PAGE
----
Advanced Microeconomics: PIDE, Sep ’17

Heterodox and Radical Course on Microeconomics, currently being taught by Dr. Asad Zaman at PIDE in Fall Semester 2017. Course is for entering class of M.Phil and Ph.D. students.  Lectures are listed below with title and brief summar. Each lecture has a separate page with links to relevant materials and videos. Lectures are labeled AM01, AM02 etc.

AM01: Introductory Lecture.  This introductory lecture explains the fundamentals of the radical approach we plan to take in this course. The lecture has three major goals:

  1. To explain the radical difference between Western and Islamic concepts of knowledge, in particular between useful and useless knowledge.
  2. To provide student with courage and confidence to go against widely accepted ideas, being taught all over the world in leading universities and their followers.
  3. To teach students new ways of thinking about economic theories, as being an ideological and propaganda tool, in use for convincing people of the superiority of capitalism, in order to serve the interests of the wealthy.

AM02: S&D Models: This lecture follows the Hill & Myatt Anti-Textbook presentation on Supply and Demand. H&M set out the standard S&D model and its policy implications, as presented in conventional textbooks. Then they show that even though textbooks present the model as being universally applicable, it only works under conditions of perfect competition. These conditions rarely hold in real world markets. As a result, conclusions drawn from the S&D model are wrong and seriously misleading about real world effects of policies.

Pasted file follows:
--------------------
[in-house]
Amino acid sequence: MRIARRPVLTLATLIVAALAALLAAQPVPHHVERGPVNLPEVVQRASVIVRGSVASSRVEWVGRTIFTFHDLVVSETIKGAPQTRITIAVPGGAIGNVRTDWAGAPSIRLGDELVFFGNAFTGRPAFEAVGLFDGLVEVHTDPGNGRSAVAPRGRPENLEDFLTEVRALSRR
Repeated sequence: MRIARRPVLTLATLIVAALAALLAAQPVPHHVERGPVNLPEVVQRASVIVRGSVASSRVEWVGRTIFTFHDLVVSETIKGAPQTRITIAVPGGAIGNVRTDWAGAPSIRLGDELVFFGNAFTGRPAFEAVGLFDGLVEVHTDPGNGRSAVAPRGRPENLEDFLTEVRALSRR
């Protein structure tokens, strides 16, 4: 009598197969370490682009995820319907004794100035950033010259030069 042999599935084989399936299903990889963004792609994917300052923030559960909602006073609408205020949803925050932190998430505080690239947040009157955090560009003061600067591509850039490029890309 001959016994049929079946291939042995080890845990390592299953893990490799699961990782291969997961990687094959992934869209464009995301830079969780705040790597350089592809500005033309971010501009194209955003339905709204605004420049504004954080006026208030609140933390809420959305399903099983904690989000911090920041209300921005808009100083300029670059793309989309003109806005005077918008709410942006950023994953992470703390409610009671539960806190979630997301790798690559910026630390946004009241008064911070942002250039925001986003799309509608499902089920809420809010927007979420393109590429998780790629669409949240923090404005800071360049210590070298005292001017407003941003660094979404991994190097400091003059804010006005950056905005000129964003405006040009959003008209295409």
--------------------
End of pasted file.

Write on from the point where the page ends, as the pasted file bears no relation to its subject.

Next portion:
AM03: Monopoly: This lecture discusses monopolies in a very simple, easy to understand setting. It shows that all the policy implications based on S&D models are wrong, and the opposite lessons hold. That is, price ceiling and regulation can both provide good results (unlike the case of perfect competition). So, before making policies on basis of S&D theory, one should check if markets are monopolistic or competitive. In fact, empirical evidence shows that most markets are monopolistic — firms are price makers, not price takers. In focusing on S&D, instead of monopoly, textbooks are pursuing an ideological agenda.

AM04: Duopoly: This lecture continues analysis of duopoly model from previous lecture. Straightforward and simple analysis of an easy to understand model shows that firms cannot maximize because they cannot know the consequences of their actions, and hence cannot know which one is the optimal one. Similarly, calculation of equilibria does not give us information about outcomes of the game because what happens depends heavily on disequilibrium dynamics. Thus two fundamental methodological principles of economics are both obstacles to understanding real world economic systems.